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The Mysterious Egyptian Tri-Lobed Disc


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#91    cladking

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Posted 13 March 2009 - 05:41 AM

legionromanes on Mar 12 2009, 11:25 PM, said:

do you have any idea how wrong that is in light of what was found in every other tomb in Egypt ?
youre saying, this is too expensive to go in a tomb


thumbsup.gif


I mean "expensive" in the same terms that I used it before;
that it required tremendous expense to build in terms of ef-
fort and labor.  Obviously things made of gold normally rep-
resent great wealth as well.  

It's not that it's too valuable per se, it's that as a ceremonial
bowl it's too valuable and as a grave good it may have no
function at all.  Someone who works for NASA might desire
to be buried with an extremely expensive shuttle part but
why would a priest or politician?  Some people might like the
idea of being buried with anything valuable but so it certainly
can't be dismissed out of hand, but I'd still maintain that most
people would prefer gold or something widely treasured or of
personal importance to them rather than a bowl that cost
thousands of dollars.  Why not a gold bowl?  It could do any-
thing this one can do and you could always scrap it out.  It
would even be cheaper and much more widely treasured.  

Most people just wouldn't have much use for a bowl shaped
like this one and they probably wouldn't have much more
use for it in the afterlife.




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#92    kmt_sesh

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Posted 13 March 2009 - 05:42 AM

Quote

And they wouldn't have buried an ancient with something this
expensive unless it was a factory second or the like.


This is the sort of conclusion I would guard against, as well as our impulse to judge something ancient as less than "perfect."

You can look at almost every single artifact or monument from ancient Egypt and find imperfections. It is incorrect to judge their artwork by our own standards. This ceremonial bowl is the work of a master, and the fact that it is not perfectly symmetrical is quite irrelevant. It was crafted 5,000 years ago--I'd like to see the average stone sculptor of today try to duplicate it.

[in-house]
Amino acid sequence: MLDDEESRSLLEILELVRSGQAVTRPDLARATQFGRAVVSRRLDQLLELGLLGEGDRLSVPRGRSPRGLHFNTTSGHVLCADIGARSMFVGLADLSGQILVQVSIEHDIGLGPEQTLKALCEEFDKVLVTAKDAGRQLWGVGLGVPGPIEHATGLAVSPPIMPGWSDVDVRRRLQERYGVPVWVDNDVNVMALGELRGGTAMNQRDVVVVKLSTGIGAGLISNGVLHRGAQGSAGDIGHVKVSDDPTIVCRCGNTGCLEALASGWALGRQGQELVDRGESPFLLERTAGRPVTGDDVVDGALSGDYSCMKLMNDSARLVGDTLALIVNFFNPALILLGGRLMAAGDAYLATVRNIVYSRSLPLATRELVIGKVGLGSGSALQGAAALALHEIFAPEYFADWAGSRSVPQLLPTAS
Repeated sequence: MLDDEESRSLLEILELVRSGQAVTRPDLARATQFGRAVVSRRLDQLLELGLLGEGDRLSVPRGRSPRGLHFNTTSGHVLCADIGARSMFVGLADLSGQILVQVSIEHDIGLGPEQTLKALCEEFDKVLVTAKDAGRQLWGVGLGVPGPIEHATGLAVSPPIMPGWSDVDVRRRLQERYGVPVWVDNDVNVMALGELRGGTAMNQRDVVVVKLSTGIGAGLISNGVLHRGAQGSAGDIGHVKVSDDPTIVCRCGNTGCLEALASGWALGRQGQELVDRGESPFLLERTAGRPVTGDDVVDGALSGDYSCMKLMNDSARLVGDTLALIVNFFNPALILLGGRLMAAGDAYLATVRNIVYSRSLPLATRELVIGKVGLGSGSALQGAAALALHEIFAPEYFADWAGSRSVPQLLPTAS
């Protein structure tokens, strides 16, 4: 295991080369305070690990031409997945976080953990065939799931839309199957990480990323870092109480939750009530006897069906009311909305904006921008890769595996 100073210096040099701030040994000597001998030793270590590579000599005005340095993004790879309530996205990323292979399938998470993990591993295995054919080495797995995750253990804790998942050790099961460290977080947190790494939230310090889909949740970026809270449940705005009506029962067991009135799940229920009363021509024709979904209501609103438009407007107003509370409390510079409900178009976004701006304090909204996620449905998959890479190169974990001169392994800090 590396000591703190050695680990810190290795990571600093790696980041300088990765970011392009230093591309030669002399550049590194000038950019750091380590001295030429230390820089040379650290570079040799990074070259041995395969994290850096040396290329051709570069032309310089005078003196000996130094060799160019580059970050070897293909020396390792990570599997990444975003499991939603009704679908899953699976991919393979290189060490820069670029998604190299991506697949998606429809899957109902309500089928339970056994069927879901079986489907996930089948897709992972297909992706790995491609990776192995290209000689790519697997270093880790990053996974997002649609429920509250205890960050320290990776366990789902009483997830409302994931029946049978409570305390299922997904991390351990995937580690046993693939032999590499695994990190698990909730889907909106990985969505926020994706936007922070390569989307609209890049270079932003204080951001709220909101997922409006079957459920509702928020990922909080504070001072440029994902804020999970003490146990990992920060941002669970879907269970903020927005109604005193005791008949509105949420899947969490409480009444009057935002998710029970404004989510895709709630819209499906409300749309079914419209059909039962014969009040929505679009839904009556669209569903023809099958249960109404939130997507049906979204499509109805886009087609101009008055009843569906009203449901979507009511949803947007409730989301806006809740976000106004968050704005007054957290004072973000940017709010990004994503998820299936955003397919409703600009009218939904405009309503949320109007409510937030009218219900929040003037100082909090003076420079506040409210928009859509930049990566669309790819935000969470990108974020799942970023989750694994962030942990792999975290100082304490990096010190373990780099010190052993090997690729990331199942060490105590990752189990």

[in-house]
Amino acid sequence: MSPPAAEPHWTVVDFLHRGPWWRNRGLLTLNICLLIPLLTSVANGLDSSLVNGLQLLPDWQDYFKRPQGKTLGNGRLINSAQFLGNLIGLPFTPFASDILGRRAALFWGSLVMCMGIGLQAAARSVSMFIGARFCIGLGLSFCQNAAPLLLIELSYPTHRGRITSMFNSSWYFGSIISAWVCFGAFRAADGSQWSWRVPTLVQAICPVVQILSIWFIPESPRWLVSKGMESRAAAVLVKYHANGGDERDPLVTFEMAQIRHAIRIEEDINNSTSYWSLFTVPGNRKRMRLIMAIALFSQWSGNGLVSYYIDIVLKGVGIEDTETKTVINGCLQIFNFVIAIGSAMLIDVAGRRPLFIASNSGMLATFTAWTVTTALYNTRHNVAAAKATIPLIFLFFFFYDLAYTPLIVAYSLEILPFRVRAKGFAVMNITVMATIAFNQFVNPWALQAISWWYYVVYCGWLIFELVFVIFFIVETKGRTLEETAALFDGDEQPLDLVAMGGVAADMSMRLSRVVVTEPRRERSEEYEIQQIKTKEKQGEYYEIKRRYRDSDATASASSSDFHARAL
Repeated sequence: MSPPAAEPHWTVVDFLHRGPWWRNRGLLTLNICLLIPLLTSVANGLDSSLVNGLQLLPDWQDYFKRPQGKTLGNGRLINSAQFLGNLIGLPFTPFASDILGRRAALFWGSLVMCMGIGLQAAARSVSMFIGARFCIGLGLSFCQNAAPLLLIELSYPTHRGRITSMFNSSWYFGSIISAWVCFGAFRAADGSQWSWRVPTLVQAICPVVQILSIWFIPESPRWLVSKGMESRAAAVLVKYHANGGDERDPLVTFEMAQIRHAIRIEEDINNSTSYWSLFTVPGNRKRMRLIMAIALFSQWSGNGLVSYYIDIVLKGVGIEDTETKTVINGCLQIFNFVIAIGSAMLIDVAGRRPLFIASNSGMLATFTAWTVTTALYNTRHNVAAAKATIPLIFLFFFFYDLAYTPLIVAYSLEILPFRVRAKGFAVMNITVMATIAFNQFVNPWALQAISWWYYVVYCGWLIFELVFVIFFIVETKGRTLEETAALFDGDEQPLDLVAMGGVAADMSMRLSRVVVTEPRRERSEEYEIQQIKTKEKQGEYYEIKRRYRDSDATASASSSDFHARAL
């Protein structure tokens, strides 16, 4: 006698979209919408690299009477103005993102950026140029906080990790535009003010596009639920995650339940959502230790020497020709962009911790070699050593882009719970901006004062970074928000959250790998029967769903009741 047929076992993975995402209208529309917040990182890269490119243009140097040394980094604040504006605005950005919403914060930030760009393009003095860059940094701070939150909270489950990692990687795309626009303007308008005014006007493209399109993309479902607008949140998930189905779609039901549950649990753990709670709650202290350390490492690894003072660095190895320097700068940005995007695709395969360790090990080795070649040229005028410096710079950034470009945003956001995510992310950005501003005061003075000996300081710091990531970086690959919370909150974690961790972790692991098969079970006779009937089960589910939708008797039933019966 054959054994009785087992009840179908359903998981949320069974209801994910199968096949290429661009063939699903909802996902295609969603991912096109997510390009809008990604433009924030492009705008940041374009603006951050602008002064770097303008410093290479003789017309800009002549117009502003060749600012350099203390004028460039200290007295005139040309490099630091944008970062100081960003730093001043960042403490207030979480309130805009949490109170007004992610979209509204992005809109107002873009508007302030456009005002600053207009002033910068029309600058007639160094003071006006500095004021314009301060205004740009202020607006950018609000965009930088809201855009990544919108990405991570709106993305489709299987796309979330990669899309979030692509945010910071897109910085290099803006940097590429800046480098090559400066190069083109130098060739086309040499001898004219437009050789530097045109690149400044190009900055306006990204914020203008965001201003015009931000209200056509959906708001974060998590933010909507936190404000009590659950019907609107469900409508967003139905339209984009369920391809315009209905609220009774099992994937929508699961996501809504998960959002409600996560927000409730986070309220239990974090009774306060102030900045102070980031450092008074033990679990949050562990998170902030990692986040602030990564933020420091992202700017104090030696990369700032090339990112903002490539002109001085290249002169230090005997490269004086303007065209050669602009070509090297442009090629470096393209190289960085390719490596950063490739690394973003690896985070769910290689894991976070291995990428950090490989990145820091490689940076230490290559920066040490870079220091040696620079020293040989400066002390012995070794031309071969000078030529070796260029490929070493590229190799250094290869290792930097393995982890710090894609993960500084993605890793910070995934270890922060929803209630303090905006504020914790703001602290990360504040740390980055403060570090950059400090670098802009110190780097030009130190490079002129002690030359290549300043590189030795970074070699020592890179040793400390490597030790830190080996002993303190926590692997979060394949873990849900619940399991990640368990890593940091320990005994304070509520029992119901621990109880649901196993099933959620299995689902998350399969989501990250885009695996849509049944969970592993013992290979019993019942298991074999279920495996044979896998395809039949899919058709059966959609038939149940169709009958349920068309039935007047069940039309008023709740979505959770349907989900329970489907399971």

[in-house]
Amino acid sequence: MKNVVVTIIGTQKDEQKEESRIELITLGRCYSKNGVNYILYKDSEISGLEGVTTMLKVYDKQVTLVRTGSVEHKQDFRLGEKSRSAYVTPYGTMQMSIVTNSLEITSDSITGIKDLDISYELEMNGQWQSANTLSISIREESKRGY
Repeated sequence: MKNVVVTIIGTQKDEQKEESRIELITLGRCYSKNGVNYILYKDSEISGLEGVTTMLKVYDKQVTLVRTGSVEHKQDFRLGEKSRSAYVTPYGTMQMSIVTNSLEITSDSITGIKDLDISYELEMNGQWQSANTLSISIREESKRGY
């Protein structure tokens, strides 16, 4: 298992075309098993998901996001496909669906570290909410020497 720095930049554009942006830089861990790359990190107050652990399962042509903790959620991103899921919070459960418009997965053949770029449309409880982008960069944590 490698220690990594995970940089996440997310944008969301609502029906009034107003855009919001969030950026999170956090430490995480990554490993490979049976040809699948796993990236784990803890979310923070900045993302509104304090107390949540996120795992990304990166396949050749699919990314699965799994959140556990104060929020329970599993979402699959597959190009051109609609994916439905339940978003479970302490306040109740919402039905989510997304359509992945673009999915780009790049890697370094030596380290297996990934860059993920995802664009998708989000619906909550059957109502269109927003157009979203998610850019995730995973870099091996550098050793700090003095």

Cladking, you seem to be having a lot of trouble seeing this as a bowl at all. Perhaps "bowl" is misleading and brings up images of something from which we eat our Cheerios. How much time have you invested in the research of temple cultic practices and equipment? This object is fancier than most but, as I wrote in an earlier post, would've been ideal in a temple setting as an offering tray.

I can still imagine it as some sort of incense burner, but it makes more sense as perhaps a combination. It could've bore both food and incense--both of which were considered appropriate offerings to the cultic statue. I can also see it standing on a pole in the manner Harte described--the central tube would've been well suited for that--but I have to admit I don't see bundles of wicks sticking through the outer holes. To me those thin tubes at the edges are most logically handles.

But most importantly, judge the artifact by its time and place, and the culture that occupied that time and place.

Finally, it's true that tombs sometimes contained "factory seconds," more accurately items the family of the deceased wanted him or her to have in the afterlife or items they no longer needed themselves. Such things are the exception. The fact is, some of the very best ancient Egyptian works of art have come from tombs. Of course they buried something like this with an ancient; it was found in a Dynasty 1 tomb in Saqqara, and there is no question that in its time this artifact would've been considered extremely valuable. All the more honor and prestige to the deceased.

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#93    kmt_sesh

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Posted 13 March 2009 - 05:57 AM

Quote

Some people might like the
idea of being buried with anything valuable but so it certainly
can't be dismissed out of hand, but I'd still maintain that most
people would prefer gold or something widely treasured or of
personal importance to them rather than a bowl that cost
thousands of dollars. Why not a gold bowl?


Think about it more carefully, cladking. This mastaba, Tomb 3111, is well known. When Emery excavated it around 1936, he didn't find much intact. What remained was in shambles--it was clear the tomb had been raided and ransacked ages ago. An article from Tour Egypt adds: "There wee [sic] also stone and pottery vessels, two boxes of flint knives, arrows, a few copper tools, two ox skeletons and the fragments of a schist bowl." (Here is the article in full; Tomb 3111 has a small section near the end of the page.)

The only remarkable thing here is that the copper tools weren't stolen. Copper was a valuable resource. Evidently the raiders didn't find them. The point is, it's almost a given that Tomb 3111 had plenty of gold artifacts in it; they were pilfered in antiquity. The ceremonial bowl, incorrectly called schist in the article, was itself smashed. The photos we've been seeing of it in this discussion show its reconstruction. It would've been worthless to the tomb robbers.

Whatever this bowl may have cost in ancient Egyptian terms is not relevant. It was a prestige item, the sort of thing with which countless nobles were buried. It's that simple. Try to see it from the perspective of the ancients. Analogies with chunks of the space shuttle really don't work.